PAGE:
Jean KayiraCore Faculty
Department of Environmental Studies
Antioch University New England
ES 605: Citizen Participation & Sustainable Communities
Environmental issues feature scientific uncertainty and complexity, as well as diverse stakeholder values. As conservationists, resource managers, educators and advocates, how can we effectively engage citizens in the process of creating environmentally healthy, culturally rich, and economically strong communities through collective decision making and actions? This course combines theory and practice to increase students’ understanding of sustainable community development; citizen participation; collaboration; scientific, local, practical and indigenous knowledge; and analytic-deliberative processes. We will analyze case studies in conservation and sustainability from around the world to illustrate and critique theoretical concepts. In addition, students will develop practical skills in specific methods of citizen engagement.
ES 728: Research Strategy II
Qualitative inquiry has unique capacity to describe social behavior and process, uncover causal linkages, interpret meaning and significance, and build robust, empirical theory. Doing qualitative research involves more than mastering technical aspects of methods. It also requires grounding methodological decisions in a theoretical perspective and engaging ethical and political dimensions of doing research with others in social settings. This course offers an introduction to qualitative inquiry as it applies to environmental studies and related phenomena. It explores the theoretical and philosophical underpinnings of particular traditions (e.g., ethnography, grounded theory, case studies, participatory research, Indigenous methodology research) and builds practical competence with specific research skills (e.g., interviews, observation, field notes, analysis). Additional contact hours will be met by specific course work designed to be completed online.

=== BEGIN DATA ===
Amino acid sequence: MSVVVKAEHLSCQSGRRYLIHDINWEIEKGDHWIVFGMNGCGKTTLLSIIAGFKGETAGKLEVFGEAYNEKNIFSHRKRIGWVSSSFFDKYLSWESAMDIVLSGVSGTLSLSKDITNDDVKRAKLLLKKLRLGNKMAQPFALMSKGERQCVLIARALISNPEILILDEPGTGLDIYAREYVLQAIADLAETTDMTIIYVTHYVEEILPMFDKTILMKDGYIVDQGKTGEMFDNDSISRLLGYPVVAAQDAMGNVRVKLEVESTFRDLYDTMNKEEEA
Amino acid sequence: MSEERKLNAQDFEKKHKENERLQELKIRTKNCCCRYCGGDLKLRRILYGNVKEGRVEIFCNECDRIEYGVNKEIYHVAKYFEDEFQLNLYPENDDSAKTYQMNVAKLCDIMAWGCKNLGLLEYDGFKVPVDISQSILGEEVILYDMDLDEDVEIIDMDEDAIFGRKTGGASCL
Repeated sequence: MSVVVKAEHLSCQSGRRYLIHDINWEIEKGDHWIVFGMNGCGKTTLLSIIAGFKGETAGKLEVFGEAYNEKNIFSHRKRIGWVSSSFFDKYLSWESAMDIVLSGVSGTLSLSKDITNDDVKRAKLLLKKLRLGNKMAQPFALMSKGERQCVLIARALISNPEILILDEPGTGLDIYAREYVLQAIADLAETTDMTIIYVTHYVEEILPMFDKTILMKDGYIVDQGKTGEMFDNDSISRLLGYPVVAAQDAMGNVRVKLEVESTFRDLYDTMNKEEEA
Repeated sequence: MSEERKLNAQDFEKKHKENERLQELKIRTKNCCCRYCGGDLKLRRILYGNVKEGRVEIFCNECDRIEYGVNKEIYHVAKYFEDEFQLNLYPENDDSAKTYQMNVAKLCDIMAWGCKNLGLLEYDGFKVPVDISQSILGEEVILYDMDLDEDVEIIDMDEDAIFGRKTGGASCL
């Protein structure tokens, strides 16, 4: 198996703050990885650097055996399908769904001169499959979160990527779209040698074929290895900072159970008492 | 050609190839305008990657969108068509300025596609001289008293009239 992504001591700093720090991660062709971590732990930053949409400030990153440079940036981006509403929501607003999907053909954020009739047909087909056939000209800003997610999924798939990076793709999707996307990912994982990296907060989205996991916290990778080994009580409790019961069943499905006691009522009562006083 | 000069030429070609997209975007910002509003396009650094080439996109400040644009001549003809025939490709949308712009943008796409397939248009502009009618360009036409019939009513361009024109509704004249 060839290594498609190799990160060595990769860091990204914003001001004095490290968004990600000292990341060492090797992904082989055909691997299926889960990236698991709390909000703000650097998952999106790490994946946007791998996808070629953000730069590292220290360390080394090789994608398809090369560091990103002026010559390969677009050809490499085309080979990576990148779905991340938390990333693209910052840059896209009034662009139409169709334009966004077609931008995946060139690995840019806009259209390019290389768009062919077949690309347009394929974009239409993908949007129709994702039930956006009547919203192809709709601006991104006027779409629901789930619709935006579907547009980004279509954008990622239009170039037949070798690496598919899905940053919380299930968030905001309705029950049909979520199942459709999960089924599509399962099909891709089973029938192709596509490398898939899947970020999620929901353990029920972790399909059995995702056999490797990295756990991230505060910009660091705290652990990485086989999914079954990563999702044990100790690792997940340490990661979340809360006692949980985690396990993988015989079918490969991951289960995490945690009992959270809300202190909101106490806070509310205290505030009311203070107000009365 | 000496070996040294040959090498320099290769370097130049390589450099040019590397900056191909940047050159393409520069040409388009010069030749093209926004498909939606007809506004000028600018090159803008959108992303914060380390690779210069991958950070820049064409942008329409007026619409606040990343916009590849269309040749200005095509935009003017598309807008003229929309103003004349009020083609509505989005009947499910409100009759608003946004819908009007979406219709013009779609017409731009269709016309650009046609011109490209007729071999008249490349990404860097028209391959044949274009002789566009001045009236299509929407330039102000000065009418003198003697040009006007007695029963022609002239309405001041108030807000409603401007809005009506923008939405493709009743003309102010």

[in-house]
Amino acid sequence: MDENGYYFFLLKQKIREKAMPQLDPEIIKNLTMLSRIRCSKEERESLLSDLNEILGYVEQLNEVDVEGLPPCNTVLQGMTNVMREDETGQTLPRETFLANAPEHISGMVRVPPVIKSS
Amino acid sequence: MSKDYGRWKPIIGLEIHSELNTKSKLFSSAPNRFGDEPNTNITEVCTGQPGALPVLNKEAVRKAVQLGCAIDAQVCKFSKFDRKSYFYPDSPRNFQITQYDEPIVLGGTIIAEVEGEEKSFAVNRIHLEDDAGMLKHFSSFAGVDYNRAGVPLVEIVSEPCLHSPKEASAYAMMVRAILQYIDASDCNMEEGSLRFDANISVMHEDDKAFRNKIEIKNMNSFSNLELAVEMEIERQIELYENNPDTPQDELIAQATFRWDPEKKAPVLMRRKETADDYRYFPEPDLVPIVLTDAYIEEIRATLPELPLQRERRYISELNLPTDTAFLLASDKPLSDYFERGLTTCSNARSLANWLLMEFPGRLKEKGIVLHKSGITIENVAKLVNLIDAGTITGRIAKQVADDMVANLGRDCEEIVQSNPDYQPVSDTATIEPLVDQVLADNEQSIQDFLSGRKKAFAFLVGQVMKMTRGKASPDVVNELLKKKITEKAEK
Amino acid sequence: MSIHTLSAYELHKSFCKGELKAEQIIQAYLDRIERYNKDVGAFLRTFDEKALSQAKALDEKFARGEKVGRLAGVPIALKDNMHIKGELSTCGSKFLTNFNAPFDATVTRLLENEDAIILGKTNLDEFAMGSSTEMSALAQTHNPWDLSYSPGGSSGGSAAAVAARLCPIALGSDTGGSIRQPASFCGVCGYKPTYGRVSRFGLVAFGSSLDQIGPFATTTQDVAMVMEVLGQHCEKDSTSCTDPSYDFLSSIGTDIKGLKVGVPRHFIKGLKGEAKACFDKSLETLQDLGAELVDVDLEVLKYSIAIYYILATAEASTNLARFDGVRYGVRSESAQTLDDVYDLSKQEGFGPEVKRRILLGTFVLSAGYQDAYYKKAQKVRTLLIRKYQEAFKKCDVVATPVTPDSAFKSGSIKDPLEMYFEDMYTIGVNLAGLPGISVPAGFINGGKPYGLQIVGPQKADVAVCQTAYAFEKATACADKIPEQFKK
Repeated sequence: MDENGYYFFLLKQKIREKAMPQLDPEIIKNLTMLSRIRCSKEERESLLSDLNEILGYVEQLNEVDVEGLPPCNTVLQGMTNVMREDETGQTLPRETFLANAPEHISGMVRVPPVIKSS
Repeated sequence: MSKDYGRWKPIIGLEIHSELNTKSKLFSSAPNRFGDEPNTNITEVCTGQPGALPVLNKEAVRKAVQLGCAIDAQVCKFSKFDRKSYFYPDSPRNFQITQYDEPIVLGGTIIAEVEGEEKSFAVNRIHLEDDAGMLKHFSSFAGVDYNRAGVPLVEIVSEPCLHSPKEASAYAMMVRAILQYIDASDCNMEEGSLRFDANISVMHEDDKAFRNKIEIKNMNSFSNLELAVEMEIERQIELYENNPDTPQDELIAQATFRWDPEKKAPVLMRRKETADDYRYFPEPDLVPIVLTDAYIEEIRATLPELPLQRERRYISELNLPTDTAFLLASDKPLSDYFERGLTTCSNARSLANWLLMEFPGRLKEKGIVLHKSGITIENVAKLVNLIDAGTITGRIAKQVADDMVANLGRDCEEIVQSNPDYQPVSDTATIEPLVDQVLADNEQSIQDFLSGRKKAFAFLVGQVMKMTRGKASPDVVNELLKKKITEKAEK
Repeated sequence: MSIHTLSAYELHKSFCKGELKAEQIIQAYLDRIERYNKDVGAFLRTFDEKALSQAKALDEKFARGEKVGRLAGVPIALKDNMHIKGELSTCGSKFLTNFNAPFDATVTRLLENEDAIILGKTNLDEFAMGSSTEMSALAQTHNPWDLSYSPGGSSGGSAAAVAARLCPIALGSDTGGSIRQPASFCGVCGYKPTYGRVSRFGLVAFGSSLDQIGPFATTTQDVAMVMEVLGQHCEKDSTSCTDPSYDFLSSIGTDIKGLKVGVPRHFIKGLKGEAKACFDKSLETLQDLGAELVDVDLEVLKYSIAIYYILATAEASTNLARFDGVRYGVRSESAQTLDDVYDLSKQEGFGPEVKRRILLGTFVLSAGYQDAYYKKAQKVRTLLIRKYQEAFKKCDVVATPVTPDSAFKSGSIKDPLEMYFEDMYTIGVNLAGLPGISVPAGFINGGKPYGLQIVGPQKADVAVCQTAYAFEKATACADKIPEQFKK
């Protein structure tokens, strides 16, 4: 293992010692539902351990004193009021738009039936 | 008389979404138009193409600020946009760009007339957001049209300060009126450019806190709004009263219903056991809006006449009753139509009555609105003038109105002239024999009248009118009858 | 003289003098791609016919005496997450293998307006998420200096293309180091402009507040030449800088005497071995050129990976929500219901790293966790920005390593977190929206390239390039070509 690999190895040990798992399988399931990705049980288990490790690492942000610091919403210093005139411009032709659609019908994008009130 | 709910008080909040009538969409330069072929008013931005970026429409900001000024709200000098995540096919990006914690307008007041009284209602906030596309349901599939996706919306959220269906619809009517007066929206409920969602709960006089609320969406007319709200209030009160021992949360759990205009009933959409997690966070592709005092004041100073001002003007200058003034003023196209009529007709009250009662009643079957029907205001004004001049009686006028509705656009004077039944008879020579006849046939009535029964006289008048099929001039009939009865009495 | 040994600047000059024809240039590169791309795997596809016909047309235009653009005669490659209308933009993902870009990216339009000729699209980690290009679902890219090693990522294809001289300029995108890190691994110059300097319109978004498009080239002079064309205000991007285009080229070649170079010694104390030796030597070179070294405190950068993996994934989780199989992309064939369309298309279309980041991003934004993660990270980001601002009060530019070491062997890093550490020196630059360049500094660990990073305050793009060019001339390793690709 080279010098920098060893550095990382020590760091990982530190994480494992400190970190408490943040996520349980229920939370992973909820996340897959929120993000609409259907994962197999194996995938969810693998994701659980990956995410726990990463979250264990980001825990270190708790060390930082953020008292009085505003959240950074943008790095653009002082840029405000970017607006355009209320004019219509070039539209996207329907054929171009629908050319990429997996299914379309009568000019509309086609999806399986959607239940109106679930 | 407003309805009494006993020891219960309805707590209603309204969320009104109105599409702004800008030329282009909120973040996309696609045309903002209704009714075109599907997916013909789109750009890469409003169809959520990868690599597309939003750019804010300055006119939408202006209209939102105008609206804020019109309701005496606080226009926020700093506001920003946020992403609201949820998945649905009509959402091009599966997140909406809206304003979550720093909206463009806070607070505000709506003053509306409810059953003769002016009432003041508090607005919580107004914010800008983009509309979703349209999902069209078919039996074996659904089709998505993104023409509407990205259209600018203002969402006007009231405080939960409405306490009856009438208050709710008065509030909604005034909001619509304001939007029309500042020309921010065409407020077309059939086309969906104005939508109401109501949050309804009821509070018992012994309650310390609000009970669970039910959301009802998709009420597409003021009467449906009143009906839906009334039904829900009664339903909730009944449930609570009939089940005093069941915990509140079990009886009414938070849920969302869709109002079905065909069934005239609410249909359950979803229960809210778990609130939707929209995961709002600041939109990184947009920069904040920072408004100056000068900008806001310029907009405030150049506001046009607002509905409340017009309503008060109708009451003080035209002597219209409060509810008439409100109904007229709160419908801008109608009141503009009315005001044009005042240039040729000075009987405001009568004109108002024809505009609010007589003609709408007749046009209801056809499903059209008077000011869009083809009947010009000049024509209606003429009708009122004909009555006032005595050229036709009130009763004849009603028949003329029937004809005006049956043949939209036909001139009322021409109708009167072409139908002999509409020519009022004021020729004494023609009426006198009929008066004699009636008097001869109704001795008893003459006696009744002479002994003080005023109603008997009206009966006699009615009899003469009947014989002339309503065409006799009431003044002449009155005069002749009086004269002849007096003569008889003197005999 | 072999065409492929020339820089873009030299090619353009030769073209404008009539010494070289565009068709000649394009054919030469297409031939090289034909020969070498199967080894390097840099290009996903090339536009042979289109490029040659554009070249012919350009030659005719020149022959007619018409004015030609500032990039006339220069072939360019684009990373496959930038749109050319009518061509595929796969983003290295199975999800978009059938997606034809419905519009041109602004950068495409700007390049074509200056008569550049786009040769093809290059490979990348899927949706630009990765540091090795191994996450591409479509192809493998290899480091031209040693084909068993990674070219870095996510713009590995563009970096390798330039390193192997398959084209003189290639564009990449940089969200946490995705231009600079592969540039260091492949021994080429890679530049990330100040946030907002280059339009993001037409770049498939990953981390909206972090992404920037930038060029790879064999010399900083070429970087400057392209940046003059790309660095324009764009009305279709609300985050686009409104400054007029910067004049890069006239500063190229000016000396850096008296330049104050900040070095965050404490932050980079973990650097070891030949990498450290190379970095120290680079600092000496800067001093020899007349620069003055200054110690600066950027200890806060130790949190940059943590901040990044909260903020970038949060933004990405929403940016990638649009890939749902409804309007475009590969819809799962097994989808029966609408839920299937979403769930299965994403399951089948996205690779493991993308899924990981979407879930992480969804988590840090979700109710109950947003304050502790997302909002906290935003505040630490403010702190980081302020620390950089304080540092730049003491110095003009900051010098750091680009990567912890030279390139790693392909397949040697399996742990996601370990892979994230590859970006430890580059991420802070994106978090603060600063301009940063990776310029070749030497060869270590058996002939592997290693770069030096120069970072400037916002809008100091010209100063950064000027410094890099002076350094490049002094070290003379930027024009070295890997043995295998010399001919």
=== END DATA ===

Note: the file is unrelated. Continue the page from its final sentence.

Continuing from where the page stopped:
University of Saskatchewan
EFDT 885: Investigations in Culture and Environment
The course seeks to encourage thoughtful and critical engagement with a range of literatures and experiences related to what it means to develop understandings and actions concerned with the ecological. Through exploring a breadth and diversity of sources in areas such as cultural geography, sociology, philosophy, postcolonial studies, environmental justice, the arts, and education; participants develop more in-depth and comprehensive understandings of related fields of inquiry and of how their research and practice can build on and into this existing work.
EFDT 435: Critical Perspectives in Educational Thought and Values
The course encourages deepening understandings of learning and teaching, and of the complex roles schools and teachers play in society and in the lives of learners.
EFDT 478: Urban Education
The course focuses on how urban experiential and community-based learning can contribute to both personal and educational decolonization and re-inhabitation in relation to social and ecological justice issues in a local urban context.